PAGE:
What I’ve Learned While Working in Haiti

When I tell people that I moved back to Haiti for work, I get either one of these reactions: That's awesome! or Are you crazy?

As you may (or may not) know, I have been working in Haiti for the past 4 years. I grew up in Haiti and moved to the States when I was fourteen. However, I consistently traveled home for the holidays to visit friends and family. I always wanted to move back home. In fact, I never even considered working in the States ( my perspective has completely changed since). Perhaps it had to do with staying in my comfort zone and being around what was familiar. Part of me also felt like my knowledge could be put to better use back home, where people didn't have the opportunity to get the training that I did. Everything I learned in school, I thought about how I could implement in our school system back home. Ten years later, when the time came for me to make the transition to start working in Haiti, it was actually harder than I thought. I had built a life in the states filled with people that I love, and leaving them behind was hard! But I knew that I had a purpose, and sometimes, fulfilling our purpose requires sacrifices. As I had promised my self, I packed my bags and started my very first job in Haiti, which came with lots of responsibilities. 

I am writing this post because a reader asked me my thoughts about moving back to Haiti, and wanted to know my experience working there. I've put a lot of thoughts into this post, and here are the main things that I learned from working in Haiti.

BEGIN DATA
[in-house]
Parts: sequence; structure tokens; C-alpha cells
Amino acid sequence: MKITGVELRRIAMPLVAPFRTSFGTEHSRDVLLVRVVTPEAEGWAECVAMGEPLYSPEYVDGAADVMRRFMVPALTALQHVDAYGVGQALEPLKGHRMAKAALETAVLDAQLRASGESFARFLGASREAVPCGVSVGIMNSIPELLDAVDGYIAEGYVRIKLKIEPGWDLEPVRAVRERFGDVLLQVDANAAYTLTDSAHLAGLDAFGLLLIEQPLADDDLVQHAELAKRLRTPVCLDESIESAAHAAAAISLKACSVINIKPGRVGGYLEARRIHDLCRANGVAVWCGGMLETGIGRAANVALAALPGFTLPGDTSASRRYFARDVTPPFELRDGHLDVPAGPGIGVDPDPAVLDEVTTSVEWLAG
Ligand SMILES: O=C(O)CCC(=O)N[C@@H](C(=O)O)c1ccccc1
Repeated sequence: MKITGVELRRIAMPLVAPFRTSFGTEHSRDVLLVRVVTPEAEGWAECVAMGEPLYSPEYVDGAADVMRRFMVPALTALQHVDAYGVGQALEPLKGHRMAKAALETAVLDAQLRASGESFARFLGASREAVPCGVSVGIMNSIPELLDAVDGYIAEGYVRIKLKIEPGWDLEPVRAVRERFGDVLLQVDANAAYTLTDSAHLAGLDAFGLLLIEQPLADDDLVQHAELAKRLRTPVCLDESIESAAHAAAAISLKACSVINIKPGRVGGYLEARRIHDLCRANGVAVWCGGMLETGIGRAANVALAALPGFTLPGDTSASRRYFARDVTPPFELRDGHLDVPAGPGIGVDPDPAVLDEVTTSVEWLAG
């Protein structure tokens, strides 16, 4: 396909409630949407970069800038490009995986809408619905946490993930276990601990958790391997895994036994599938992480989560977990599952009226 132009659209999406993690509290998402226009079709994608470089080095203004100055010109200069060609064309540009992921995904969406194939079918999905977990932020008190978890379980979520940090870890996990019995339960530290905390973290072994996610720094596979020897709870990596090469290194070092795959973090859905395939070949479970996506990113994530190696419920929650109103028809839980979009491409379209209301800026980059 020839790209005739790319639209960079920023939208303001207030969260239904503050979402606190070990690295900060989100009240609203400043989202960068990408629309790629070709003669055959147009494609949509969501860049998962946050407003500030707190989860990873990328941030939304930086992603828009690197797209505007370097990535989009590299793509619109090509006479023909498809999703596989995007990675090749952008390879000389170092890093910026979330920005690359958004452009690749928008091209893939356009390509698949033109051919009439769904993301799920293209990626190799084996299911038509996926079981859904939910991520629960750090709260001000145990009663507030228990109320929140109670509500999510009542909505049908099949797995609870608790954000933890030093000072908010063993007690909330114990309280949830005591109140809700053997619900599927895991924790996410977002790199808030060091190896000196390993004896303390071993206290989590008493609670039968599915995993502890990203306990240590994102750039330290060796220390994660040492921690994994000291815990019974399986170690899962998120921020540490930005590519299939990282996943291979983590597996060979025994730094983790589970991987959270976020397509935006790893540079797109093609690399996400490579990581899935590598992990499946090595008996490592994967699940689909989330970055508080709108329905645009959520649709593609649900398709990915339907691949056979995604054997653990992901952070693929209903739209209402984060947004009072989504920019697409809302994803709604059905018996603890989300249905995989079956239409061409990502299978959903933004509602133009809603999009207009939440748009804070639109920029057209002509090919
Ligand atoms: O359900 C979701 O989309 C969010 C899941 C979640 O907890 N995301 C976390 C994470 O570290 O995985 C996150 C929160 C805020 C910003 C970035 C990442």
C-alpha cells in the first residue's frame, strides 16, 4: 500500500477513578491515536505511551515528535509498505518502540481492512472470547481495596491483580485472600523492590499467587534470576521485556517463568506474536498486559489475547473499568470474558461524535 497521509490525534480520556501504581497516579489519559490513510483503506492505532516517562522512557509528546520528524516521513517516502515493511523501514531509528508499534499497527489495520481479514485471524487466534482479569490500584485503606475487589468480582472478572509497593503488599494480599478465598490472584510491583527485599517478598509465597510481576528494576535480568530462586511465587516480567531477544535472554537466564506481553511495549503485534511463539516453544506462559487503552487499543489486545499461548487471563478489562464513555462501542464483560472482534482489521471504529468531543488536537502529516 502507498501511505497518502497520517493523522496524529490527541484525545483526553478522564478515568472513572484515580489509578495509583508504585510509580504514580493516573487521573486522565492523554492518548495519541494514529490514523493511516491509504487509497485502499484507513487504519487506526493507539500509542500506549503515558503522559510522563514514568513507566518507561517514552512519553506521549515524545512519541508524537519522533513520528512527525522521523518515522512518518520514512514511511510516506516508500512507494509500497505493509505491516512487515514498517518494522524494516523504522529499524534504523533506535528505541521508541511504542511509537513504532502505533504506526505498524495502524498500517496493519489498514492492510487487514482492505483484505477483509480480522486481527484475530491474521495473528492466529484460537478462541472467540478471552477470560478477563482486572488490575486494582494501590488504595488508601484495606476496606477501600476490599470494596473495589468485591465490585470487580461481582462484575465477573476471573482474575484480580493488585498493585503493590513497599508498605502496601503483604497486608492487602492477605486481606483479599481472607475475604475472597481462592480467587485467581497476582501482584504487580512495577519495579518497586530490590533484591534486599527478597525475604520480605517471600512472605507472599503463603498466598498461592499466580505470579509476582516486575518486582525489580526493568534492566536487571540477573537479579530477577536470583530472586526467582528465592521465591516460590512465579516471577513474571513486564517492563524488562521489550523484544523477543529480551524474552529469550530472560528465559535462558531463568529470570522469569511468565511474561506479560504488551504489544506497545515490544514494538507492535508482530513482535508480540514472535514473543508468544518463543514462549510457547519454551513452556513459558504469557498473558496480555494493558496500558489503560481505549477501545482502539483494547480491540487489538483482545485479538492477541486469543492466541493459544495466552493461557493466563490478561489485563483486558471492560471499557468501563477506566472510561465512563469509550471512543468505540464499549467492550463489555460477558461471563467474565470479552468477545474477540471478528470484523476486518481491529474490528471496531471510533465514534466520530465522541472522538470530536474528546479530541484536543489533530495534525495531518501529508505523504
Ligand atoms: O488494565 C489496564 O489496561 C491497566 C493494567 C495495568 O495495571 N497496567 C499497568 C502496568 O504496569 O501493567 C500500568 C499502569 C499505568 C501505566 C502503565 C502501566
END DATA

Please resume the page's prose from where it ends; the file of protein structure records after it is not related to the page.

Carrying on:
Do keep in mind that no matter where you live or work, there will challenges, and you will have to take the good with the bad. What you can handle, or are willing to sacrifice is entirely up to you. 

Everyone's experience is different, and this is just my experience, from my point of view.

Comparison is The Thief of Joy

When I moved to Haiti I had to stop comparing my life in the States, to my life in Haiti. 

Vacationing and working in Haiti, are two completely different experiences! Oh how I miss the days where my trips to Haiti were all about fun, beach, and food!

One of the factors that completely shocked me was the cost of living. Everything in Haiti is  priced in US dollars. With the dollar depreciation that fluctuates on a daily (today the currency is1 USD = 68.8900 Haitian Gourdes), everything in Haiti is doubled, or tripled the price of what you would pay for in the states. Anything from rent, groceries, shopping for clothes and shoes, cable and internet, are all overpriced compared to what I pay for in the States.